Theosis means “the condition or the state of deity” and “the deification of man.” The Bible teaches that only God is divine. However, theosis is also the state of being divinized in character through a transformative process whose goal is likeness to God or oneness with Him.
The concept of theosis was stressed by the Eastern Orthodox Christian theology as the main purpose of man. Byzantine Christians consider that “no one who does not follow the path of union with God can be a theologian” in the true sense. Consequently, theology in Byzantine Christianity is not based mainly on academic training. Instead, it is built on applied truth in life. Therefore, they conclude that the main evidence of a genuine theologian is seen in his holy life rather than his intellectual training which is more stressed in the Latin Catholic theology.
You shall be perfect
In the sermon on the Mount, Christ said to His followers, “Therefore you shall be perfect, just as your Father in heaven is perfect” (Matthew 5:48). With this call to be divinized, Christ concluded His six illustrations of the higher, spiritual application of the law of the kingdom of heaven (Matthew 5:21–47). And He taught that it is the heart motives that decide perfection of character, and not the external works alone. For a person may look on the external appearance but God looks on the heart (1 Samuel 16:7).
The word “perfect” (Gr. Teleios) means one who has reached the goal. Perfection (Teleioi) is also used in the New Testament to denote physically and intellectually “mature” men (1 Corinthians 14:20). Paul speaks of “them that are perfect” (1 Corinthians 2:6) and of “as many as be perfect” (Philippians 3:15). At the same time, he teaches that there are new goals to gain and that he himself has not reached the ultimate perfection. Therefore, we can conclude that Christ does not here deal with absolute sinlessness in this life because sanctification is a progressive work.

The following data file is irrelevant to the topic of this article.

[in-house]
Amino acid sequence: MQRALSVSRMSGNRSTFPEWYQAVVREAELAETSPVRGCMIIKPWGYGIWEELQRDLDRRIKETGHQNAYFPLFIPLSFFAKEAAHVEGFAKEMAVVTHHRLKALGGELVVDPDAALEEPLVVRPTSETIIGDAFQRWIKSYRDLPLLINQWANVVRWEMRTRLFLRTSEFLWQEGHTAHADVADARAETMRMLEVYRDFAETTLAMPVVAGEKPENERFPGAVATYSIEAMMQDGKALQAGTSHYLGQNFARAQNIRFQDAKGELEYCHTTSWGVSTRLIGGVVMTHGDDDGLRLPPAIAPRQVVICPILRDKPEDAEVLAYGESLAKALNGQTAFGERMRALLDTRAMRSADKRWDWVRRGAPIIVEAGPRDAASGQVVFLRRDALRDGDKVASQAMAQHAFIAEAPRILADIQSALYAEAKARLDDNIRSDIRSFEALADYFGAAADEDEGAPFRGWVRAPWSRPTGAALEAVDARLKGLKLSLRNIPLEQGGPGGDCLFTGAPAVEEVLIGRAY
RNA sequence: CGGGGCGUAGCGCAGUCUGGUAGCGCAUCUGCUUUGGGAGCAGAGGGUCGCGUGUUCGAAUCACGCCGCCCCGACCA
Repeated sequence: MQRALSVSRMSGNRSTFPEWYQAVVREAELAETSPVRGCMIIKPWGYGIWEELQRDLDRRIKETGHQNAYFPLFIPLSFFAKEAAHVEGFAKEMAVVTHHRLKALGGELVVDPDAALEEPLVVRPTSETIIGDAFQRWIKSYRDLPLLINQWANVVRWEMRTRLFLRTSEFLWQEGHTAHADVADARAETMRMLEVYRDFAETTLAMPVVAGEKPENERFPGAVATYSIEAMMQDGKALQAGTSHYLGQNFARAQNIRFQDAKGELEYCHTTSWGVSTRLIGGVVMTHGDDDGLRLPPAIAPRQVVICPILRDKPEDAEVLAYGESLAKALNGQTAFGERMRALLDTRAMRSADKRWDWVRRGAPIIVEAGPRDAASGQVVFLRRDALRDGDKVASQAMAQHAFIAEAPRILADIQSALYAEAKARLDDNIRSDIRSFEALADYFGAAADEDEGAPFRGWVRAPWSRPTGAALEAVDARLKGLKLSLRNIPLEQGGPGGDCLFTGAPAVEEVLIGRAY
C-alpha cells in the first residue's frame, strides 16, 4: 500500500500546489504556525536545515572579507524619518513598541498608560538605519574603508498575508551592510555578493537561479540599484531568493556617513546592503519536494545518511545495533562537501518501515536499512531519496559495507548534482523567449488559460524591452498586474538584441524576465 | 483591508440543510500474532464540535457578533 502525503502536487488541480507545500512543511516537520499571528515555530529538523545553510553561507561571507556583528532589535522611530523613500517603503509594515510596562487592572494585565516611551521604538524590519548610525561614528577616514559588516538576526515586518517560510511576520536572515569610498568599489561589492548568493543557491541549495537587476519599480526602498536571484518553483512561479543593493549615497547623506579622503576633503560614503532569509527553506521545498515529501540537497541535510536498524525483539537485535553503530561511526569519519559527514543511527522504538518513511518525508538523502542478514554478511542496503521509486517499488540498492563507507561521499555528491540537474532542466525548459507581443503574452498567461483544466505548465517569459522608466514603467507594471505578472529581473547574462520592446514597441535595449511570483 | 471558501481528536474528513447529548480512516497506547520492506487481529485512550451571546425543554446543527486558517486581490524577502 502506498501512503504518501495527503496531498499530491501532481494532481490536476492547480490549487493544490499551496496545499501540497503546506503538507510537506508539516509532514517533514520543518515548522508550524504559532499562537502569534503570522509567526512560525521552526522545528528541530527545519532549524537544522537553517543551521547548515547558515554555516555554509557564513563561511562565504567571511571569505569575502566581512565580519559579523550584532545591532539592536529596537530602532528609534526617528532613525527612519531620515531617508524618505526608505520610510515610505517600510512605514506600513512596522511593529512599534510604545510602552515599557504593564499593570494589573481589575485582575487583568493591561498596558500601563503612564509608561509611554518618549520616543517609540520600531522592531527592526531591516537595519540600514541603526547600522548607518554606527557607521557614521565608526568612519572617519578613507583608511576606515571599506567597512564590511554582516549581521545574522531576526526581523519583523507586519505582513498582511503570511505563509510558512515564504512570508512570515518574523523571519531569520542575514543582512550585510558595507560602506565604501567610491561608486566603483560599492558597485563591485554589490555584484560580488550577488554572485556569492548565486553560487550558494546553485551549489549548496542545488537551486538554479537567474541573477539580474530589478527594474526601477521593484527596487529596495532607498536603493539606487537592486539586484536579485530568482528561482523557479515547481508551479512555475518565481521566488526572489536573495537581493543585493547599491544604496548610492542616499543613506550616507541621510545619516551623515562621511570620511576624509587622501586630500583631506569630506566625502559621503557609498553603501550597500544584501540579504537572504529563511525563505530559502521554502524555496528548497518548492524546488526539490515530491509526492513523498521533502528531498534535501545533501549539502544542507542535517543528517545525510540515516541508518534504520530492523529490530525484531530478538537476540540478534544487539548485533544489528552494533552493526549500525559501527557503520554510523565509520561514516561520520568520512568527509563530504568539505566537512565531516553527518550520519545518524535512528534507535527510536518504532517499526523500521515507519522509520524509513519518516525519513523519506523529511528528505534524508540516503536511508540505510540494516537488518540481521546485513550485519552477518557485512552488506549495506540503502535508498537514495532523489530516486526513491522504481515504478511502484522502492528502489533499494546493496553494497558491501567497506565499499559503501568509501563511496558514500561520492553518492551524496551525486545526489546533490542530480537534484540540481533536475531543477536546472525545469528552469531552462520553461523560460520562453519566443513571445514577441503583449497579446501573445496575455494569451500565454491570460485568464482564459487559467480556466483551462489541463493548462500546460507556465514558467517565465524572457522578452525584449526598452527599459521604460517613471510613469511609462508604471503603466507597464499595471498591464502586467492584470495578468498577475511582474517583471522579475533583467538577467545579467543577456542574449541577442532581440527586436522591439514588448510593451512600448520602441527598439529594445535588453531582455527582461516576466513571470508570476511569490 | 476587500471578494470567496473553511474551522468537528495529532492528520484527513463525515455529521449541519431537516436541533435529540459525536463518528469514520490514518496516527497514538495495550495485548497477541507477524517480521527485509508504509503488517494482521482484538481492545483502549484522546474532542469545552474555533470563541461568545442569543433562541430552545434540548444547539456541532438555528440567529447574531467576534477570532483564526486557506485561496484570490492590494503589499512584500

The Jews at Christ’s time, were working hard to become righteous by their own deeds. But in their legalism, they gave much attention to the small details of the letter of the law and they lost sight fully of its spirit (Matthew 23:23). In the Sermon on the Mount, Christ tried to turn their focus away from the husks to the wheat. For they had made the law an end in itself, and had lost sight of its purpose which is ultimate love for God and man (Matthew 22:34–40).
Partakers of the divine nature
Following the example of Christ, Peter stressed the same message of being divinized. He wrote, “Whereby are given unto us exceeding great and precious promises: that by these ye might be partakers of the divine nature, having escaped the corruption that is in the world through lust” (2 Peter 1:4).
The word “divine” (Gr. theios), in 2 Peter 1:4, refers to God’s nature. The Lord created Adam in His image (Genesis 1:27), but sin entered, and the divine image was ruined. Christ came to restore that which was ruined, and the believer may therefore with God’s grace strive to restore God’s image in his life (2 Corinthians 3:18; Hebrews 3:14). This goal should stir the believer to claim perfect Christ-likeness. He will reach this goal to the degree that he accepts and uses the powers that are made available to Him through God’s spiritual gifts. This change of character begins at the new birth and continues until the second coming of Christ (1 John 3:2).
Thus, the Christian is not saved in sin but from sin. He is given power to forsake and overcome sin, to flee from its bondage and its defiling effect (Matthew 1:21). Christ came that He might loose the bonds, open the prison doors, and deliver the captives from the sentence of death (Isaiah 61:1; Romans 7:24, 25). He came, not only to save man from sins he actually committed, but from his tendencies to sin (Romans 7:23–5; 1 John 1:7, 9). He came to redeem man from “all iniquity” (Titus 2:14),
In His service,